IMDb > Samurai II: Duel at Ichijoji Temple (1955)
Zoku Miyamoto Musashi: Ichijôji no kettô
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Samurai II: Duel at Ichijoji Temple (1955) More at IMDbPro »Zoku Miyamoto Musashi: Ichijôji no kettô (original title)

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Release Date:
20 October 1967 (USA) See more »
Musashi Miyamoto returns to Kyoto after years of absence. After a series of fights against the Yoshioka School, he challenges its master to a duel. Full summary » | Full synopsis »
Plot Keywords:
(6 articles)
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User Reviews:
Light, Fleeting Lectures on an Overly-Familiar Theme See more (18 total) »


  (in credits order) (complete, awaiting verification)

Directed by
Hiroshi Inagaki 
Writing credits
(in alphabetical order)
Hideji Hôjô  play
Hiroshi Inagaki 
Tokuhei Wakao 
Eiji Yoshikawa  novel

Produced by
Kazuo Takimura .... producer
Original Music by
Ikuma Dan 
Cinematography by
Jun Yasumoto 
Film Editing by
Eiji Ooi  (as Hideshi Ohi)
Production Design by
Kisaku Itô 
Set Decoration by
Makoto Sono 
Production Management
Boku Morimoto .... unit production manager
Second Unit Director or Assistant Director
Jun Fukuda .... chief assistant director
Art Department
Kisaku Itô .... consultant
Sound Department
Chôshichirô Mikami .... sound
Camera and Electrical Department
Shigeru Mori .... lighting technician
Other crew
Tukuho Gosai .... choreographer
Yoshio Sugino .... choreographer
Crew believed to be complete

Production CompaniesDistributors

Additional Details

Also Known As:
"Zoku Miyamoto Musashi: Ichijôji no kettô" - Japan (original title)
"Duel at Ichijoji Temple" - USA
"Samurai (Part II)" - USA
See more »
104 min
Color (Eastmancolor)
Aspect Ratio:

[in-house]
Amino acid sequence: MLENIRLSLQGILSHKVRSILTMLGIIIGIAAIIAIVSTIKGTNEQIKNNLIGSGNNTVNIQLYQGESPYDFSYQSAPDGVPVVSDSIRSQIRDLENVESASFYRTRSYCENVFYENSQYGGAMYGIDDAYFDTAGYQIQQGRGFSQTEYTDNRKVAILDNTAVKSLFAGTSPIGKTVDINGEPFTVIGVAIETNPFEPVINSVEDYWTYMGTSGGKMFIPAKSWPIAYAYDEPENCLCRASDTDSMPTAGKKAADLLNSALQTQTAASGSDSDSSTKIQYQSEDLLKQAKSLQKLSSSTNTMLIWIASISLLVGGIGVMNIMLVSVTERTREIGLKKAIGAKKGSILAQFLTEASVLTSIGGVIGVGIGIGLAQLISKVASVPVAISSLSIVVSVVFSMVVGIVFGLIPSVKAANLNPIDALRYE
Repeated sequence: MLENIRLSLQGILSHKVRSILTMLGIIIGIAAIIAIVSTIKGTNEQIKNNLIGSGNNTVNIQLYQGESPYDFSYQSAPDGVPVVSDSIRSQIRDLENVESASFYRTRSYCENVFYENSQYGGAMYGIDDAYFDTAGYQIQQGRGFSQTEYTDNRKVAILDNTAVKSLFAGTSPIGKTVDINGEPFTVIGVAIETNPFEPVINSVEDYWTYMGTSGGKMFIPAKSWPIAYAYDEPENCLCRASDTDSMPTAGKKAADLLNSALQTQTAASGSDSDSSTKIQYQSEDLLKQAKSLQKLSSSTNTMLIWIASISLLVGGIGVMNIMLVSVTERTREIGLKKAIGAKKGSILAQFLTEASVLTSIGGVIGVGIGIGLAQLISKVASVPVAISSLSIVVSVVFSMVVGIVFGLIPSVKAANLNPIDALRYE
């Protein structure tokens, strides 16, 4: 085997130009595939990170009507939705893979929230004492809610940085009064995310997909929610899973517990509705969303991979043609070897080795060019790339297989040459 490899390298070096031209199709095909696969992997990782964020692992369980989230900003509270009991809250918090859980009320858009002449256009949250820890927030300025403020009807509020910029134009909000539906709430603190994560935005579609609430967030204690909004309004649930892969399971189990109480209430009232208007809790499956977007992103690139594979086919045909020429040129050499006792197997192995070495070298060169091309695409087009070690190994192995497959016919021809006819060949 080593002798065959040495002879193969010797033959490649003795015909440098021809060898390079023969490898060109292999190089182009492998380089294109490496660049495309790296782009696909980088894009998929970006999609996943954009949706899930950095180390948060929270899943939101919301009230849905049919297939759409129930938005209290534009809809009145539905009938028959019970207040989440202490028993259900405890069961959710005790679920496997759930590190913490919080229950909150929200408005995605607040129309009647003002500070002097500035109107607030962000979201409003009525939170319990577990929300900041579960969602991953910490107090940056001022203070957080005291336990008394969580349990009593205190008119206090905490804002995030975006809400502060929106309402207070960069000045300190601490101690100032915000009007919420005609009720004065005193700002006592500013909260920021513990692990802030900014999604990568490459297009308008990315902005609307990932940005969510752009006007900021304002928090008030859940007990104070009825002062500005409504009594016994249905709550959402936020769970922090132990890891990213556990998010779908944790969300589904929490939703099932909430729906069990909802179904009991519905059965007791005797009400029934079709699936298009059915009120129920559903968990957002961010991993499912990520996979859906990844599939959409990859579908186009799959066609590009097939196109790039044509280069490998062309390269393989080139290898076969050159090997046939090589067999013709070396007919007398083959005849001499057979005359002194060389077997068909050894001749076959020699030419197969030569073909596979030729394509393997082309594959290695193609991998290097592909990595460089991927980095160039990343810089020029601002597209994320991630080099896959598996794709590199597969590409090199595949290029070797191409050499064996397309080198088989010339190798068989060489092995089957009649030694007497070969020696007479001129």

1.37 : 1 See more »
Sound Mix:
Filming Locations:

Did You Know?

Continuity: The levels of water and the mud in the rice paddies at Ichijoji Temple vary between shots.See more »
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2 out of 3 people found the following review useful.
Light, Fleeting Lectures on an Overly-Familiar Theme, 29 May 2014
Author: Sean Lamberger from Bradenton, FL

The follow-up to 1954's excellent Musashi Miyamoto, Duel at Ichijoji Temple picks up the story several years later, as an exiled orphan-turned-swordsman gains notoriety via a bloody tour of fatal duels. His reputation precedes him in returning to his hometown, where old rivals of both a violent and intimate nature await. This is a film about personal growth - specifically that of the samurai himself, who struggles to learn the key concepts of what his new life actually entails and where the rift lies between honor and reverence. We're never quite sure if Musashi takes this lesson to heart, particularly since he's so keen to maintain an impenetrable outer facade in almost every situation. It's a tricky role for period veteran Toshiro Mifune, who struggles with the more nuanced, flatter aspects of the character. In the previous episode, with the fires of young-adulthood to toy with, he excelled. Here, faced with the malaise of mid-life and the accompanying questions of his own being, his performance is far less sublime. The plot, cramped with too many faces and several seemingly-pointless subplots, does him no favors in dancing around the issues and repeating itself on more than one occasion. This could have been an excellent one-act show, and the final half-hour could still stand alone as precisely that. It lacks the gumption of its predecessor, however, and too often cuts away just as the action is getting good.

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